The Idea Dude


Tuesday, June 19, 2007

Seeing is believing

One of the projects we're doing for a client is close to being finished. At least it is the end of the beginning, but hopefully as a new venture, far from being the beginning of the end. In a couple of weeks, I'll be able to talk more about it. The last couple of days, the user interface is starting to fall into place. Everyone on the team is getting pretty excited now that they can see what the end result will look like. They say that the majority of people are visually biased, i.e. they are emotionally affected by what they see more than what they hear and touch. Eye candy is everything. Around here, we refer to it as making the application 'pop', i.e. it comes right out of the screen and grabs you emotionally.

Today an interesting conversation I overhead was when a team member commented how good it was starting to look. The reply to that was the UI was a very small part and most of the heavy lifting in the last few months was underneath the covers. The reply to that was while that may be true, unfortunately, it is the visual element that gets people excited and that is what matters the most from an adoption point of view. The analogy he made was how patients often equated the success of an operation by how well the scar had healed, and not so much about how well the inner organs had survived the operation because that's not something the patient can see.

I agree with that entirely, the need for great functionality and usefulness of the application is a given but often software developers forget that the ultimate success and mass appeal is basic on a very simple premise. How it looks. Like buying a car, I suspect most of us do our homework to ensure it has all the right bells and whistles but in the end even though we are unlikely to admit it, we buy the car that in our mind looks the best. In the real estate market, you would call it curb appeal. Apple has succeeded in that regarded. They are masters in making sure you connect emotionally with their products. Apple product owners would never say they 'like' their notebook or the iPod. They are more likely to use the word, 'love'. Yes, we do judge books by their covers and clothes do maketh the man. What do you think?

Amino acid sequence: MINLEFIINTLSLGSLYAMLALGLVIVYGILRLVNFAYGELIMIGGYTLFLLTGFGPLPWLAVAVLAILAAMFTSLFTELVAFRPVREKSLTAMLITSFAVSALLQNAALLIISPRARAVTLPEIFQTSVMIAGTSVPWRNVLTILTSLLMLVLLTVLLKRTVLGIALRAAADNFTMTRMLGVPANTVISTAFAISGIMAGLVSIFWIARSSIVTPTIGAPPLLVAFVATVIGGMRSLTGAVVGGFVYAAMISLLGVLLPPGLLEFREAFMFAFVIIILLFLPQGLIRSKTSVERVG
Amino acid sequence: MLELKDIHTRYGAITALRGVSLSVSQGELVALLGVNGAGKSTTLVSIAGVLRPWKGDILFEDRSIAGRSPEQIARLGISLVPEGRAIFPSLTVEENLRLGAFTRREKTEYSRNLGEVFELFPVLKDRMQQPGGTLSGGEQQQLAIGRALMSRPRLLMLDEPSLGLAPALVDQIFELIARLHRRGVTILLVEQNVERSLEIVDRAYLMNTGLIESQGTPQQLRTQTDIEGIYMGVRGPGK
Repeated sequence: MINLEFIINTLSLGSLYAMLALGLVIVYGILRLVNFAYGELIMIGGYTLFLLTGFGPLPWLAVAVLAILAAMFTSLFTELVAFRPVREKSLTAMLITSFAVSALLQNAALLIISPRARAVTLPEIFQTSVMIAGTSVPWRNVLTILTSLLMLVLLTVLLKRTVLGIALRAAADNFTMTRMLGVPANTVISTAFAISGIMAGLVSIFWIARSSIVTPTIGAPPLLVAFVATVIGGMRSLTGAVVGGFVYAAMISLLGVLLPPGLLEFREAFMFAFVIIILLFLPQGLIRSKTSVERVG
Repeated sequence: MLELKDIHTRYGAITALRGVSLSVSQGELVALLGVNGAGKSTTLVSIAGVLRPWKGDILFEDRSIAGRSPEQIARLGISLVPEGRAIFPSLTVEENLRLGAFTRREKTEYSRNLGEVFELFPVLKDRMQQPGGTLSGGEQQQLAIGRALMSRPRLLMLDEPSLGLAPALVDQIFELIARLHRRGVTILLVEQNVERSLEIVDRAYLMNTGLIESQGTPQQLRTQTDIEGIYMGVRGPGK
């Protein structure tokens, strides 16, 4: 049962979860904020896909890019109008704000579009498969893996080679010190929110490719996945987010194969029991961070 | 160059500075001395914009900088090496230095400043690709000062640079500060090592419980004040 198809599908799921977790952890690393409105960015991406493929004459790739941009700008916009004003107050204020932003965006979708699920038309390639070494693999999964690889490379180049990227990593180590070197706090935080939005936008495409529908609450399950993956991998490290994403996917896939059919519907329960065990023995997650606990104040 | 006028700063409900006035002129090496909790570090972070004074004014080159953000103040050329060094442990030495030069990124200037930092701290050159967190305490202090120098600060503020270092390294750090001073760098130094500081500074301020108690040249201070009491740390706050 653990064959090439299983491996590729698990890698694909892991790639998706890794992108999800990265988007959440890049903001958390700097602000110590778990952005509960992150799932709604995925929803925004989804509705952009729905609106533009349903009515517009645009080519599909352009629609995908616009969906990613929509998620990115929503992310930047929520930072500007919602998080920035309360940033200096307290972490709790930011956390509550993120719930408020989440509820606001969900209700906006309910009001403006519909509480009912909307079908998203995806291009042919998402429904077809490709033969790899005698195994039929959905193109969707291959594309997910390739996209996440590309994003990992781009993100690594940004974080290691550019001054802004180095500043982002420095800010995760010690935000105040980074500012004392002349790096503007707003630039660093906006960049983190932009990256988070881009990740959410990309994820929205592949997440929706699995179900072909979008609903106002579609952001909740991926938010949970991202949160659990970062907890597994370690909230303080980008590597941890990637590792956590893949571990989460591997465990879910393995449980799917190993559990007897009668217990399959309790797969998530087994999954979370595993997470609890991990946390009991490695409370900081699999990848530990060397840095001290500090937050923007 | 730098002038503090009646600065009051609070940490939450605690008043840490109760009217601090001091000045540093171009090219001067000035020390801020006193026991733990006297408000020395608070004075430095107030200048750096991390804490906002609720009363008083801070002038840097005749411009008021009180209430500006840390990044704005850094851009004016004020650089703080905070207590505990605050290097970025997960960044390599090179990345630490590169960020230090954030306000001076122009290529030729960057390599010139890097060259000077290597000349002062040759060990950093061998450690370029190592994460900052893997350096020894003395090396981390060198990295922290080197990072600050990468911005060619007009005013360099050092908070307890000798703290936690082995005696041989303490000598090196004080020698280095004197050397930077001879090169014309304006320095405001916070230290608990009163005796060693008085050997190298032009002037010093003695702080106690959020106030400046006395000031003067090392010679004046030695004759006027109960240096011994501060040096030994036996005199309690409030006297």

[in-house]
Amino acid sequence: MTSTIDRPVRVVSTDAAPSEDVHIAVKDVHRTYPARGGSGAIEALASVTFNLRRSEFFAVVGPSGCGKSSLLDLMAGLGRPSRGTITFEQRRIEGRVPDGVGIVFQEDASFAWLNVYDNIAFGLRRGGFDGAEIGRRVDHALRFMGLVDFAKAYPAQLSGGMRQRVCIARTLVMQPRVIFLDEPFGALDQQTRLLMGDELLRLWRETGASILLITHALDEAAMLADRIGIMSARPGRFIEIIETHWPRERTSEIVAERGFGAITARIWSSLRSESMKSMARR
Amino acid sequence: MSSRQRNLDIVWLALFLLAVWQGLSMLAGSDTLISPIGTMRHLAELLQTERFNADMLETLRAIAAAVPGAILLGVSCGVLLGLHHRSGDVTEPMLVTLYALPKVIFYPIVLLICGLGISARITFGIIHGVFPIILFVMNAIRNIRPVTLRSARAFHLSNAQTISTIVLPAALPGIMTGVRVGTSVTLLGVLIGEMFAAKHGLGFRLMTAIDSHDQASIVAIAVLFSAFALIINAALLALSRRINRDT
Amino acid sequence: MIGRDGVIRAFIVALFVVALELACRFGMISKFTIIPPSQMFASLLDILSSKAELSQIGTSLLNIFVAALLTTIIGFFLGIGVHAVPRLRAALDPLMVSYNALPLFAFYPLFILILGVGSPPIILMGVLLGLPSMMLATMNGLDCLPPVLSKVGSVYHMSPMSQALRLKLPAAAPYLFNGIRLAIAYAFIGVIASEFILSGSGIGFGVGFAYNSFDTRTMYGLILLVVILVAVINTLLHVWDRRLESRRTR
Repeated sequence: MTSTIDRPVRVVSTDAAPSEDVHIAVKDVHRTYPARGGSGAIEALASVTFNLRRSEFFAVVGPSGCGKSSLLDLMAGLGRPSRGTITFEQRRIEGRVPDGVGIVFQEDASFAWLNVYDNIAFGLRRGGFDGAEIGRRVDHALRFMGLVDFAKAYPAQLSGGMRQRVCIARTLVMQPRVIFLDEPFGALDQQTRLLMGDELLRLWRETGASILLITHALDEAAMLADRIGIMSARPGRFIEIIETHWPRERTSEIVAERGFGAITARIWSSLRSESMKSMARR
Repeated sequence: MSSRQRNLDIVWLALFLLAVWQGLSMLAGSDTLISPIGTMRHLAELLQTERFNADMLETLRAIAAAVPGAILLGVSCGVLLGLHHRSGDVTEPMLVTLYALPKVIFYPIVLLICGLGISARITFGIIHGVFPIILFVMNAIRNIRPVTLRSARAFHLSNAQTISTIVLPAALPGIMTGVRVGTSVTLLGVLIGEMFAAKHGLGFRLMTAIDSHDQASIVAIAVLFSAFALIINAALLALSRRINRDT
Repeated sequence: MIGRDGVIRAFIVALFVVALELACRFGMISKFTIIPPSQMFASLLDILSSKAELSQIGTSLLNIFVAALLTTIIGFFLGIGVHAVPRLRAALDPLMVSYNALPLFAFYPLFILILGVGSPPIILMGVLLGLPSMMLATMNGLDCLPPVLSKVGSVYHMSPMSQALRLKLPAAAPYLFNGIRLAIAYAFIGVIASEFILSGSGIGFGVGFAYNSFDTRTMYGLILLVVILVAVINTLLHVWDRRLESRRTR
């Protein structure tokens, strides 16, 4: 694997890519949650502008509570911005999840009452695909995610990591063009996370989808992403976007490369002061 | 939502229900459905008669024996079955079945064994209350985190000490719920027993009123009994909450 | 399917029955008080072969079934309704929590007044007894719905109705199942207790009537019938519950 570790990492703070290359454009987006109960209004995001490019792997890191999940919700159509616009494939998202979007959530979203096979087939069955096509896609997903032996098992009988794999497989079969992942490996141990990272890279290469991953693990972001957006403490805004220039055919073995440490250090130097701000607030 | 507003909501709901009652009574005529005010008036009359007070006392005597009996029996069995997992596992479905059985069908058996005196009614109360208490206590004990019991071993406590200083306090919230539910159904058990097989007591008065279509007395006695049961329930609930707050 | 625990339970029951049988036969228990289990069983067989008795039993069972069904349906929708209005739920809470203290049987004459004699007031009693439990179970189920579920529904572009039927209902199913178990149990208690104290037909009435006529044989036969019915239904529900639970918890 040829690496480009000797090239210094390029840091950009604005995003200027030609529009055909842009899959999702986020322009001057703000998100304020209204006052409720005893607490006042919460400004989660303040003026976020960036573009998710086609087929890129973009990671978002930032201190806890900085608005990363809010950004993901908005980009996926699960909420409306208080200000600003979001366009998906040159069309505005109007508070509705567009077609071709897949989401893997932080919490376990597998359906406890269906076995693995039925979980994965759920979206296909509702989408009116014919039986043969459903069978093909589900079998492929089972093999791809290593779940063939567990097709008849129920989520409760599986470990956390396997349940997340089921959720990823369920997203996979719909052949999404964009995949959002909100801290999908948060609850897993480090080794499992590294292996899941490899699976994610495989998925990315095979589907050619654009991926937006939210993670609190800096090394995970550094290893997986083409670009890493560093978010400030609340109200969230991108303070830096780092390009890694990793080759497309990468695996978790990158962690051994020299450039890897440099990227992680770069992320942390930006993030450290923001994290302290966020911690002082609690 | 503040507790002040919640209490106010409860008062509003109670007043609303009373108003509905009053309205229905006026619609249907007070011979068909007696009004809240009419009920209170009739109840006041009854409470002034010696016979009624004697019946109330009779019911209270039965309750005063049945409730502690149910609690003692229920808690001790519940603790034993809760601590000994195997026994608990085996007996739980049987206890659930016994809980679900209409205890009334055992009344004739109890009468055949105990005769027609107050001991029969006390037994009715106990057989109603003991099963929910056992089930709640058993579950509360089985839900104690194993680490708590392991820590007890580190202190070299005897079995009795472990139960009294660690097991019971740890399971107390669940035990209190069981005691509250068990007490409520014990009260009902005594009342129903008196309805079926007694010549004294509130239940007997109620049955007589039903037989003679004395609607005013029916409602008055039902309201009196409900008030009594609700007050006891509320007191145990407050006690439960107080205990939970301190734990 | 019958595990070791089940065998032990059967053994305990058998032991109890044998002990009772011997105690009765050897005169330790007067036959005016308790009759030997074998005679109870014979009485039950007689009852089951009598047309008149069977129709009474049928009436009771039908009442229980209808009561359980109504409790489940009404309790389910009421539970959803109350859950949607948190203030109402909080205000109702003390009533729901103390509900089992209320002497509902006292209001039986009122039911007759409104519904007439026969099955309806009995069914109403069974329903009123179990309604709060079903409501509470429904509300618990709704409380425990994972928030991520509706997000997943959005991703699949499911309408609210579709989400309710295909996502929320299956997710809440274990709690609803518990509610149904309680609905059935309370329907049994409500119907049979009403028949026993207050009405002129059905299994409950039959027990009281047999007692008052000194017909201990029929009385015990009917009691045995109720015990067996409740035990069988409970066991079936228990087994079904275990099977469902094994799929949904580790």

Blogger Karen Putz said...

As someone who depends fully on the eyes-- I like websites with a lot of visual appeal, yet are easy to navigate.

9:20 AM  
Blogger The Idea Dude said...

Hello Karen,

That's a great point. The hardest part of UI design is to have enough intuitive visual cues without too much clutter.

Visual appeal is like the door to the conversation. If you can't get past the door, you can't start the conversation.

More often than not, on our projects, we end up removing fluff and than adding stuff.

Thanks for sharing.


10:24 AM  

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